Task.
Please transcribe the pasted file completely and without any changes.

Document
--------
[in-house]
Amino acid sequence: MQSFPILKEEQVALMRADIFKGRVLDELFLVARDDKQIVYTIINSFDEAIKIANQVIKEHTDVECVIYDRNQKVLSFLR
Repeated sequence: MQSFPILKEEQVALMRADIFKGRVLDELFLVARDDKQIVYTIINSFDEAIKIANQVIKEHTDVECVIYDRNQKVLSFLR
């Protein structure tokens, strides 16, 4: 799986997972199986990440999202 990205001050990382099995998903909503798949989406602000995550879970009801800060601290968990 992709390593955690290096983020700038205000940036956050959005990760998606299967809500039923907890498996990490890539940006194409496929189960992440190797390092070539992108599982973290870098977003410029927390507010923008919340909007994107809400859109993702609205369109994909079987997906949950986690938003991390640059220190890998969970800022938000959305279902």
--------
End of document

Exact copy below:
[in-house]
Amino acid sequence: MQSFPILKEEQVALMRADIFKGRVLDELFLVARDDKQIVYTIINSFDEAIKIANQVIKEHTDVECVIYDRNQKVLSFLR
Repeated sequence: MQSFPILKEEQVALMRADIFKGRVLDELFLVARDDKQIVYTIINSFDEAIKIANQVIKEHTDVECVIYDRNQKVLSFLR
């Protein structure tokens, strides 16, 4: 799986997972199986990440999202 990205001050990382099995998903909503798949989406602000995550879970009801800060601290968990 992709390593955690290096983020700038205000940036956050959005990760998606299967809500039923907890498996990490890539940006194409496929189960992440190797390092070539992108599982973290870098977003410029927390507010923008919340909007994107809400859109993702609205369109994909079987997906949950986690938003991390640059220190890998969970800022938000959305279902």